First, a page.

There is much to unpack in that answer, but I’d like to focus on the first benefit. In 2 Timothy 1:10, Paul said that “our Savior Christ Jesus . . . abolished death.” Our crucified and risen Lord has vanquished death. He put death to death for us.

In Romans 4:25, Paul said that Jesus our Lord “was delivered up for our trespasses and raised for our justification.” The purpose of the resurrection was our justification. The Greek word for justification is dikaiōsis which means to be acquitted, to be declared righteous by God. How can sinners be declared righteous by God? They have no inherent righteousness, they are sinners, so they must receive righteousness from outside of themselves. When God raised Jesus Christ from the dead, he vindicated him thus verifying his righteousness. Philippians 2:8 says that Jesus Christ was “obedient to the point of death, even death on a cross.” He perfectly obeyed God throughout his life and onto the cross. The resurrection confirms his righteousness.

By vanquishing death, Jesus Christ shares with us his righteousness which is imputed to us by grace alone through faith alone. Jesus shares his righteousness, which is grace alone, and he shares it with us through faith alone which the Holy Spirit works in our hearts by the gospel. So, dear Christian, by his glorious resurrection, Jesus Christ the crucified and risen Lord shares with you his righteousness so that you are accepted and loved by God. You are reckoned or counted righteous because of the righteousness credited to you through faith alone. That’s a massive benefit for which we ought to be extremely thankful.  

It would be right and good for God to destroy you and me in our sin. You and I deserve death and condemnation. But because God is infinite in mercy, compassion, and grace, He has raised His beloved Son from the dead in order to credit to you and me His beloved Son’s righteousness in order to accept you and me, draw us close to Himself, and love and care for us. Without the resurrection, we are still in our sins and condemned; because of the resurrection, we possess the righteousness of Christ and are alive in him to live to God (Rom. 6:10-11; Gal. 2:19).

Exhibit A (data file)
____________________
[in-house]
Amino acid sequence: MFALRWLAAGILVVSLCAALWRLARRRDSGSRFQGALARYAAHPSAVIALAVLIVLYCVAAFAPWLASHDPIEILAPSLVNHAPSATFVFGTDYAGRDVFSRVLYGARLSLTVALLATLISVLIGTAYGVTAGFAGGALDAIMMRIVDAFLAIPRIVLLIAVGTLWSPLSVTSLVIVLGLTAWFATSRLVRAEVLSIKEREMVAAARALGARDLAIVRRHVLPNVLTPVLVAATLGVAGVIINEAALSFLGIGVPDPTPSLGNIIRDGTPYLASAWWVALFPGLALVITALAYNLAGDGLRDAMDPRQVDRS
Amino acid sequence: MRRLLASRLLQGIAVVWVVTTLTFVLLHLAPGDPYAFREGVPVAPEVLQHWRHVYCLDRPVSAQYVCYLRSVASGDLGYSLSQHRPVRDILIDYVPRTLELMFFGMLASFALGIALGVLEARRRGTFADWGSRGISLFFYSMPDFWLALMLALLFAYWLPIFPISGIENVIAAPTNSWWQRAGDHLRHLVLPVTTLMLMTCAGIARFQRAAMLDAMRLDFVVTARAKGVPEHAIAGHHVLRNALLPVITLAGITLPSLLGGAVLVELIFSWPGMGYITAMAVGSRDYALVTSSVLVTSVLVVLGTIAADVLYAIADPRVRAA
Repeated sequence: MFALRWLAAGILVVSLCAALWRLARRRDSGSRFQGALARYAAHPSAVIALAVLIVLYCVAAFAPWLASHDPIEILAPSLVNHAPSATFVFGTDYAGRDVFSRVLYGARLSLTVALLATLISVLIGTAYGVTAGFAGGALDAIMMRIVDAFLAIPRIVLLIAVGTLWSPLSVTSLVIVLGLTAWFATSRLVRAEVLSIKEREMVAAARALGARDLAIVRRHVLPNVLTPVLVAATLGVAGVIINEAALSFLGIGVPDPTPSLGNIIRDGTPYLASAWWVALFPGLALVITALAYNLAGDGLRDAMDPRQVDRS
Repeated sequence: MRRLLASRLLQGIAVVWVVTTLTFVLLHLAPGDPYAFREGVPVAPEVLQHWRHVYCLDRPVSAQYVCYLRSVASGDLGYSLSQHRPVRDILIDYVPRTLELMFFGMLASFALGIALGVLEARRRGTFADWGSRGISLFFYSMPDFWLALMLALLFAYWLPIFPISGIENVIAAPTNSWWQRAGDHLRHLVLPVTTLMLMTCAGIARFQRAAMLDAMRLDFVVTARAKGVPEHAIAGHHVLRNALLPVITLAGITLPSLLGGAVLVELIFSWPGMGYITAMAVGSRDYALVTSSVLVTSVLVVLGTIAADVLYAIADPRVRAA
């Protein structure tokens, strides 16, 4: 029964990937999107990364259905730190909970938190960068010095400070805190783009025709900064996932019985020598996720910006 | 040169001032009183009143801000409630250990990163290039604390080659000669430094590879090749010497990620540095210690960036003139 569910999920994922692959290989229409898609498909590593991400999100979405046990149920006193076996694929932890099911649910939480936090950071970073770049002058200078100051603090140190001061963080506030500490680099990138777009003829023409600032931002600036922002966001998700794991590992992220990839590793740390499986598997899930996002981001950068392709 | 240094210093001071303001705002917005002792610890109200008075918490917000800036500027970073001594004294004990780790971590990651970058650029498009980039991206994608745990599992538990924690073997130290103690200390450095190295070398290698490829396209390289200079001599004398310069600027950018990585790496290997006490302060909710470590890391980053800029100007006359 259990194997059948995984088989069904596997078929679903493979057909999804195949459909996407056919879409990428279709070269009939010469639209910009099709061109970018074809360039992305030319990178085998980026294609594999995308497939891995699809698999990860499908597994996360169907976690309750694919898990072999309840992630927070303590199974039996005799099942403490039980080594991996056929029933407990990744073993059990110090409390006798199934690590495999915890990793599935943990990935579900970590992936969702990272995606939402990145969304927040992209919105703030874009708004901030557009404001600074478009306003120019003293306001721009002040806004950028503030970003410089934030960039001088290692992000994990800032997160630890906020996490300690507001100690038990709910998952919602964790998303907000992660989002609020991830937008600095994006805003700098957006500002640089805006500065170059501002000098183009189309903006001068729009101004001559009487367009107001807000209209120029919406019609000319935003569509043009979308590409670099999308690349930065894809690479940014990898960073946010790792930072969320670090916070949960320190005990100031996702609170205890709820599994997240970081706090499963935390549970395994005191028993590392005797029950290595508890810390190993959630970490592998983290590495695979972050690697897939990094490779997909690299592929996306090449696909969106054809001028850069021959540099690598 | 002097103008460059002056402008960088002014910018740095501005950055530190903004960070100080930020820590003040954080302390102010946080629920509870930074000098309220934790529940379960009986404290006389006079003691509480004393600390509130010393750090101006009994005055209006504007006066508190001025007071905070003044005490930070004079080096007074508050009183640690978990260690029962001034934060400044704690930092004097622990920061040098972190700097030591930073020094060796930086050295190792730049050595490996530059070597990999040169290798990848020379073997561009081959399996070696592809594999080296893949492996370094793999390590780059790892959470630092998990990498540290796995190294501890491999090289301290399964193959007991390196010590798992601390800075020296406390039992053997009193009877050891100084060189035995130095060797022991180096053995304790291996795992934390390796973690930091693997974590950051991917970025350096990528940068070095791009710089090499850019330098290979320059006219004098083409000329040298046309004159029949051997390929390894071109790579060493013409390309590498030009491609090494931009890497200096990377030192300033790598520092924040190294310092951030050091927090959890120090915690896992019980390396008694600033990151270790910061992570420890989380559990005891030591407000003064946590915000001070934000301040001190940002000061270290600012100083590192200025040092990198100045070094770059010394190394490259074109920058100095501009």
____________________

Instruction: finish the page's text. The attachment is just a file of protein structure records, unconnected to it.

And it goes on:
The gospel is an infinite petroleum reservoir of hope, comfort, and joy that must be reached through digging. We cannot drain the reservoir of the profundity of the resurrection dry, but we can dig a little deeper to draw more hope, comfort, and joy from it. Commit yourself to lifelong digging into theology in order to strike the riches beneath the surface. Dig until you strike oil. Dig until the oil bursts up from the ground of Scripture to bless you with incredible benefits. Christ has been raised from the dead for your justification. What rich grace. Let us together continue to drill deeper into the gospel in order to find more and more comfort in it for life and for death.

Quotes from the Heidelberg Catechism and creeds are taken from Zacharias Ursinus & Jonathan Shirk, The Heidelberg Catechism: True Comfort for Life & Death (Manheim: Small Town Theologian, 2021), 395.

Scripture quotations are from the ESV® Bible (The Holy Bible, English Standard Version®), copyright © 2001 by Crossway, a publishing ministry of Good News Publishers. Used by permission. All rights reserved. May not copy or download more than 500 consecutive verses of the ESV Bible or more than one half of any book of the ESV Bible.

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Jonathan Shirk

Welcome to the online home of Jonathan Shirk, family man, Reformed pastor, author, podcaster, and small town theologian. Whether you're from a small town or big city, may this website help you find deeper comfort and joy in the gospel.